Has it all to do with holiness and theology or more to do with history, turf wars and power?

Of course there is place for different types of priesthood within the Catholic Church: religious congregations and diocesan priesthood. Why not married priests? Why not women priests?

Just asking.

Monday, September 28, 2015

Francis stresses importance of being close to people

On his flight back to Italy Pope Francis was asked about the primary task facing the church in the United States: "The challenge of the church is to be what it always was -- close to the people, not detached," he said.

"It's the little gestures..."

In Philadelphia yesterday Pope Francis spoke of those important little things that make us feel at home.
Just how many religious communities make people feel at home?

He's been worth waiting for even if it has taken years of horror.

When did an Irish bishop, an Irish provincial say anything remotely like this? Do anything remotely like this. Genuinely making people feel at home?

In Sunday's homily, Francis reflected on the Gospel reading of the day that sees the disciples ask Jesus whether they should rebuke others who are healing in his name. Jesus replies: "There is no one who performs a mighty deed in my name who can at the same time speak ill of me."
The pope said that just like happiness, holiness is "tied to little gestures."
"These little gestures are those we learn at home, in the family; they get lost amid all the other things we do, yet they do make each day different," he said. "They are the quiet things done by mothers and grandmothers, by fathers and grandfathers, by children."
"Love is shown by little things, by attention to small daily signs which make us feel at home. Faith grows when it is lived and shaped by love," said the pope. "That is why our families, our homes, are true domestic churches. They are the right place for faith to become life, and life to become faith."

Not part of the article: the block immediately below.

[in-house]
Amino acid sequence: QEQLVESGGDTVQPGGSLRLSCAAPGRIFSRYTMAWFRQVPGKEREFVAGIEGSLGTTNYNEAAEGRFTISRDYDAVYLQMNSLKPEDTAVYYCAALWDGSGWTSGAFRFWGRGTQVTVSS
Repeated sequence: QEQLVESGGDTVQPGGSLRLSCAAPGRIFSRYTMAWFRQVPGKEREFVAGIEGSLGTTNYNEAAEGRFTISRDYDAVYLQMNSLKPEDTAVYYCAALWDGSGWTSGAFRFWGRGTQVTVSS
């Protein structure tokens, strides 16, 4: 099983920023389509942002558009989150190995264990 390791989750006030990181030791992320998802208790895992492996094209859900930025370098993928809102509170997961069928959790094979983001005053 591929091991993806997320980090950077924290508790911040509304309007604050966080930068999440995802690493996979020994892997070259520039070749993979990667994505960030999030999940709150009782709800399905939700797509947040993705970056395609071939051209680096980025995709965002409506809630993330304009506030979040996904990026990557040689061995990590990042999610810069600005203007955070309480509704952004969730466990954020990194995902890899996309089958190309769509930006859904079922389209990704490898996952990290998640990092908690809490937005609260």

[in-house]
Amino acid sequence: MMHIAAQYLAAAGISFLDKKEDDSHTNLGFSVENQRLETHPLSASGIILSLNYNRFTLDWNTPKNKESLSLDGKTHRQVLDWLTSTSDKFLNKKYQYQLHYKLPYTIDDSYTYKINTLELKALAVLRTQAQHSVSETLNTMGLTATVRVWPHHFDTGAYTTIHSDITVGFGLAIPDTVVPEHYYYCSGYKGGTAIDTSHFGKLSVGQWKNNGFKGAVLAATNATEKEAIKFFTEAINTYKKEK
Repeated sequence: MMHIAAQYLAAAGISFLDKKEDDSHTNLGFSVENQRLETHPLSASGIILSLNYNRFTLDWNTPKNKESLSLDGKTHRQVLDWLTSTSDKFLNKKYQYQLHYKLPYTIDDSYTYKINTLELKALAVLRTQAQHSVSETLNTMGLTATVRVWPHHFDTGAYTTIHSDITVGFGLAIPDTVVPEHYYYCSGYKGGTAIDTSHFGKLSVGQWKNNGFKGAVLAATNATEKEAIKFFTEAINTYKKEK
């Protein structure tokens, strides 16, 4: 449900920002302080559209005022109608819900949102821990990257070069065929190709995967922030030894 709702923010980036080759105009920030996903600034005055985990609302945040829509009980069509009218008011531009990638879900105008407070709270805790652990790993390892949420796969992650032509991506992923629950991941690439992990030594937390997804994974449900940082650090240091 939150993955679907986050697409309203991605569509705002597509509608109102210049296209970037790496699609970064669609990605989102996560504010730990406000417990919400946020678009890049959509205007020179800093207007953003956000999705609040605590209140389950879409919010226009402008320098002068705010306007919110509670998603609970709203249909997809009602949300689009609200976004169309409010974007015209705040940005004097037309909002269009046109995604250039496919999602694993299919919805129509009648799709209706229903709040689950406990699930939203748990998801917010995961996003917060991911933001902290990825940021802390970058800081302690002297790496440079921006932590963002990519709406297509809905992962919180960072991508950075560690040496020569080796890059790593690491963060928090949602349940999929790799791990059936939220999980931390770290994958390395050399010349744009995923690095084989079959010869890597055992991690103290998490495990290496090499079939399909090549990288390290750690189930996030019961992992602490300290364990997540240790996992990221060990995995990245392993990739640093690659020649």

Saturday, September 26, 2015

Children of the GDR

New VW boss, Matthias Müller was born in Karl-Marx-Stadt (now Chemnitz) in Saxony in 1953 in the former German Democratic Republic.

His family moved to Bavaria when he was still at school. After finishing school in Ingolstadt Müller started an apprenticeship as a toolmaker at Audi, which he completed in 1977.

He then went on to study computer engineering science in Munich.

So the German President, Chancellor and now the boss of the world's largest car maker are from the former German Democratic Republic.

Friday, September 25, 2015

Life on the Dodder

On the Dodder today near Rathfarnham Bridge.

Fishing season closes on the river on Wednesday.

Pope from another America, showing up deep divisions

Two extracts from the editorial comment in yesterday's Guardian newsapaper.

It can sometimes seem as if there are few creatures on earth more pompous than a rightwing American Catholic. During the conservative papacies of John Paul ll and Benedict XVl, Republican pundits preached papal authoritiy at the liberals. Now they have pontificated themselves into a frenzy about how wrong Pope Francis is.

Later in the editorial.

The extreme detachment of Catholic sexual teaching from Catholic sexual practice, and the importance the hierarchy has attached to fighting this doomed battle, has produced a more extremely conservative (and increasingly gay) priesthood, which still further alienates the mainstream.

A great editorial.

And Ireland?

Thursday, September 24, 2015

Making money in Syria

An estimated 250,000 people have been killed in the Syrian war. Another seven million people are displaced within Syria and 4.1 million have left the country.

In the meantime the four big arms exporters are United States, Russia, China and Germany.

Last year the German government gave licences to the value of €3.94 billion to companies exporting arms.

In the last few days Russia has deployed fighter jets, Sukhoi SU-24s and SU-25s in Syria. 

Pope in tiny car and his man in Dublin is 'Excellency'

It becomes ever so confusing.

While Pope Francis insists on being driven about in the US in a small car, some church people in Ireland refer to his ambassador to the State as "His Excellency".